After being out of stock for months, HTC quietly removed the US-facing product page for Vive Cosmos, its modular PC VR headset released in 2019.

The discrepancy was first discovered by Reddit user ‘Kody1996’, who wondered why the Vive Cosmos product page was missing.

“I am afraid the VIVE Cosmos headset has been discontinued in the US. I suggest you to check with resellers if they have it available,” an HTC service representative confirmed with Road to VR, echoing the statement provided to Kody1996.

At the time of this writing, new units are still available direct from HTC in select markets, including Europe, Australia, Taiwan, and Japan.

Photo by Road to VR

Vive Cosmos has always been a bit of an odd duck. Launching a little over a year after Vive Pro hit the market, Cosmos was set to be the company’s first consumer VR headset since the original HTC Vive. Cosmos’ claim to fame in 2019: integrated audio, competitive displays, and an inside-out optical tracking, which was… not great.

At its 2019 launch, the $700 Cosmos was sandwiched between two primary competitors: Oculus Rift S on the low-end at $400 and Valve Index on the high-end at $1,000 (controllers and base stations included). It would have to perform better than Rift S to defend its seat in the middle ground, but it was actually so bad at launch we postponed our review because we thought we had received a faulty unit. Nope. The headset’s inside-out tracking was just really unreliable in everything but perfect lighting conditions.

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Those tracking woes were partially improved with successive updates, although the only real way to get ‘perfect’ tracking out of the headset was to ditch its modular faceplate and middling controllers and swap it out for the platform’s rock-solid SteamVR-tracking faceplate, courtesy of Vive Cosmos Elite. When Cosmos Elite launched in 2020, that would have set you back $900 for the all-in kit, putting it $100 below Index, which is still broadly considered the reigning champ for best all-around PC VR headset.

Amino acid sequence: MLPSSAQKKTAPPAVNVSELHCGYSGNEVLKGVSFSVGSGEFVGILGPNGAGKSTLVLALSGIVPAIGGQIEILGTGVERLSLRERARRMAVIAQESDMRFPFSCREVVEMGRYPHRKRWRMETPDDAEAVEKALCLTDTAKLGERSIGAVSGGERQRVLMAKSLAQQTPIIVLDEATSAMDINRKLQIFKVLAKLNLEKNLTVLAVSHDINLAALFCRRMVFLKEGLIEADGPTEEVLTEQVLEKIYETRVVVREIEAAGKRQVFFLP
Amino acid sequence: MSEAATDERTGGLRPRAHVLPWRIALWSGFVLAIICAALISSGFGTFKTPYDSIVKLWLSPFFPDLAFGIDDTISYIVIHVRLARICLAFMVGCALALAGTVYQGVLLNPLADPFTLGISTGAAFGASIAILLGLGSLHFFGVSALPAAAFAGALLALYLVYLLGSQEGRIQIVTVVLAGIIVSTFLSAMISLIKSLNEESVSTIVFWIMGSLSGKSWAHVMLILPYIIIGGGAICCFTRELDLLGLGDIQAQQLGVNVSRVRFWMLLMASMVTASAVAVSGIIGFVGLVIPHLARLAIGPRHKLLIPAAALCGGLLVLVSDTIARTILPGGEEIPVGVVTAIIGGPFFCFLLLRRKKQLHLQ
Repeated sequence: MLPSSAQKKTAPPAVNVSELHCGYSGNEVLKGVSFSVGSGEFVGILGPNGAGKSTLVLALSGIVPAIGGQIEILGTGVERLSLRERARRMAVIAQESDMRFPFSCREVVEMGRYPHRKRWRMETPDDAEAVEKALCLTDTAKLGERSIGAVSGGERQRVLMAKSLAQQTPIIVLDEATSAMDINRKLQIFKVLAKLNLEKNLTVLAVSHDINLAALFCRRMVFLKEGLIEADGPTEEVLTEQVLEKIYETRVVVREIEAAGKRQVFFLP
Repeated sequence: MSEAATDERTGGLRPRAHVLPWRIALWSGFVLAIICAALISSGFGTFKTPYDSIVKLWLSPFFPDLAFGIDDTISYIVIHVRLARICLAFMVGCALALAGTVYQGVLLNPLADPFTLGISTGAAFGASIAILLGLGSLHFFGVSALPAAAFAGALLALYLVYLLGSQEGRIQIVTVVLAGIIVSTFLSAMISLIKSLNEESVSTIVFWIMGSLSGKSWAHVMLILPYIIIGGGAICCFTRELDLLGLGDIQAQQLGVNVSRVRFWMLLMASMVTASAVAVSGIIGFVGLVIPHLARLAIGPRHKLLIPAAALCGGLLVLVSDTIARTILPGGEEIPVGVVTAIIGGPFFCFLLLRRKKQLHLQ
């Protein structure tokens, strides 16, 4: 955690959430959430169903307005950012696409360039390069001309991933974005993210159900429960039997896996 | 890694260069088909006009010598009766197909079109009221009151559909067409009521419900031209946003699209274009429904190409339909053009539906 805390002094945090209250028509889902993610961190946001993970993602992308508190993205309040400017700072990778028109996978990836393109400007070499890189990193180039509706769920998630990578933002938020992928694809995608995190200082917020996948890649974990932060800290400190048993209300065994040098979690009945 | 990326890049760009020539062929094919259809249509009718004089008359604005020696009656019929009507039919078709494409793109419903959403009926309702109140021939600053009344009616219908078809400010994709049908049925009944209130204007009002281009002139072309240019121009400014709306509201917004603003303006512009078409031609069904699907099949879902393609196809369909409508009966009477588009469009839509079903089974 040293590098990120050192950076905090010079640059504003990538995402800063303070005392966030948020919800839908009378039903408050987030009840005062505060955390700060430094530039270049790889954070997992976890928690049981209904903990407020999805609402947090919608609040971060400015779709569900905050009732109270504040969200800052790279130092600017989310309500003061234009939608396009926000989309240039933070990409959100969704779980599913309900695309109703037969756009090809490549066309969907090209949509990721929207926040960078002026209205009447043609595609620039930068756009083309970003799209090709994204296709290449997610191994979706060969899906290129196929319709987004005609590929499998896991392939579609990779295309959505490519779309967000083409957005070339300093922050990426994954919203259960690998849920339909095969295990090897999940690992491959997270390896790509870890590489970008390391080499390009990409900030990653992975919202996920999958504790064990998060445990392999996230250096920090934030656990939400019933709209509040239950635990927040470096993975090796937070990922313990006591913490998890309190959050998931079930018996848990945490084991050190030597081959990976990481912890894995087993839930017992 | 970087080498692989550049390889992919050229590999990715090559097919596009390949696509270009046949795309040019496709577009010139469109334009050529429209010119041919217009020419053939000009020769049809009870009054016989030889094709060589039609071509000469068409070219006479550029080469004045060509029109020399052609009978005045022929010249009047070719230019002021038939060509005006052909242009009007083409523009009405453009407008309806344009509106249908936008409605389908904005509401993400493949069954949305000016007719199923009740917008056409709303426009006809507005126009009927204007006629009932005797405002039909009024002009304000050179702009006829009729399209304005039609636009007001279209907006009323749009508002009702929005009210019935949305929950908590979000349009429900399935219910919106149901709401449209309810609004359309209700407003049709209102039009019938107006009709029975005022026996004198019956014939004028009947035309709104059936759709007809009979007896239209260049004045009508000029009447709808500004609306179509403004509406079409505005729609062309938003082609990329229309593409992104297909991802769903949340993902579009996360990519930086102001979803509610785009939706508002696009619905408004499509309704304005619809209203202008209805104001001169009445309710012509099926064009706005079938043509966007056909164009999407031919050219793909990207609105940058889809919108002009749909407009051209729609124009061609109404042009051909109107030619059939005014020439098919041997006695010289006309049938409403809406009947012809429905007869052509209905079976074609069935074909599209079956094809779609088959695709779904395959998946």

Despite lowering the price of the all-in Cosmos Elite kit in the US from $900 to $750, and even offering a headset-only option for as little as $550, HTC’s modular headset never really managed to serve up competition to Oculus or Valve, making only a sliver of an in-road on Steam in its first year.

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Well before the first modern XR products hit the market, Scott recognized the potential of the technology and set out to understand and document its growth. He has been professionally reporting on the space for nearly a decade as Editor at Road to VR, authoring more than 3,500 articles on the topic. Scott brings that seasoned insight to his reporting from major industry events across the globe.
  • ViRGiN

    They have the decency to announce it, unlike Valve acting like their product is supported.

  • Only trolls hide comments

    Modular just doesn’t work with HMDs.

  • XRC

    Showing out of stock in UK on HTC Vive website both new units and refurbished listed as “notify me”

  • Oh no. Anyway…

  • gothicvillas

    HTC could make a AAA game instead :) we have enough HMDs around

    • MeowMix

      and put it on STEAM right ? :P

      • gothicvillas

        on your forehead. It would look the best there.

    • ViRGiN

      No, we need more store fronts. Steam has Monopoly.

  • Ad

    This is what effectively killed their company. All they needed to do was make an updated vive with a better panel, touch style controllers, and audio for $600 or less.

  • ViRGiN

    “competition is great”, said every Meta hater ever